The Silk Air Sense of Justice
Following the loss of my briefcase while in the care of Singapore Airlines / Silk Air, I would like to advise other business travellers of the problems arising and attitude of the responsible airline.
Brief facts of the incident include :
" My briefcase containing computer, camera, reports, files, diaries, and intellectual property was taken by SIA representatives on boarding a flight from Sydney / Singapore / Medan and never returned.
" The airline representative was advised of the contents and my concern.
" Unlike checked baggage, there was no record and no trace as to the whereabouts of the briefcase during transit by subsequent searches from Silk Air.
" The airline who sold the ticket takes responsibility for the loss.
In this case, Silk Air became the responsible party, and it here that their sense of justice becomes perverted. Silk Air considered that an amount $300 is fair compensation for loss of the above items. Even the simplest of minds would understand that such items could not be replaced for this sum of money. Silk Air's actions have become my burden. They would like me to accept the consequences of their inadequacies and this is an intolerable situation by any standard.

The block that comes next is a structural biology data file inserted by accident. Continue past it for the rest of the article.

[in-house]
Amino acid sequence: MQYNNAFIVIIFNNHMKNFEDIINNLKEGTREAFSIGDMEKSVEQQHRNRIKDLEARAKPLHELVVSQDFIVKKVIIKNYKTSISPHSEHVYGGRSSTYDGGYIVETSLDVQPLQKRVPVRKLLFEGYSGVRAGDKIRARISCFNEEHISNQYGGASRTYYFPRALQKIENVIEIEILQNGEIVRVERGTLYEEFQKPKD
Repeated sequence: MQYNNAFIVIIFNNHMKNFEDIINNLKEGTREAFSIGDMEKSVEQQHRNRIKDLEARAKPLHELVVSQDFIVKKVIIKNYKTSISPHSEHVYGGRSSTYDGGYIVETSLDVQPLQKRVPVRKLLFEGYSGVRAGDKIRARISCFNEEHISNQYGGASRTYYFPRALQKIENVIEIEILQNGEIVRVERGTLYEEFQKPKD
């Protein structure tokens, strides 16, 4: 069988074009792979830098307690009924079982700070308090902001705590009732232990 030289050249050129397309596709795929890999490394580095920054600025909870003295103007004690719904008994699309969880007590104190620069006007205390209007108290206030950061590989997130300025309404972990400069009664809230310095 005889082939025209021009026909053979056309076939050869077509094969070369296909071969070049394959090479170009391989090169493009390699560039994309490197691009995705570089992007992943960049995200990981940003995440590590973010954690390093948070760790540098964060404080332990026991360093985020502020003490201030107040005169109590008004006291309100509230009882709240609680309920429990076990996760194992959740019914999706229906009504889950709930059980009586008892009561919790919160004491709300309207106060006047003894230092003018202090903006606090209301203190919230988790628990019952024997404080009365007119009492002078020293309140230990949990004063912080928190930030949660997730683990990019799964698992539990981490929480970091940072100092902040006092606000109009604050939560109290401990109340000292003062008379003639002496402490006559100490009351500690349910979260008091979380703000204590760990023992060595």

It is essential that business travellers are aware of potential risks that exist when flying with this airline. Beyond the illusion of practised smiles and immaculate presentations some disturbing issues arise. For example, why was there no record of the briefcase apart from the issued receipt? Is this an isolated incident or is it their standard of management ? What level of security is given where items of this type are in the safeguard of the airline? With checked baggage the precise container is known for security reasons, however this does not seem to apply for hand carry items. Surely loss of such baggage in a sensitive security environment becomes concerning. There is a suggestion of a flaw in airline travel safety.
Finally, Silk Air has threatened legal action for publicly disclosing circumstances relating to this incident. However as a government appointed representative of an expatriate community in Asia, I have a duty to inform others of problems that may be encountered with Silk Air so that travellers may not suffer similar losses.
The Silk Air sense of justice seems to dismiss the principle of fairness when issues of duty of care are concerned.
David Miller Medan Indonesia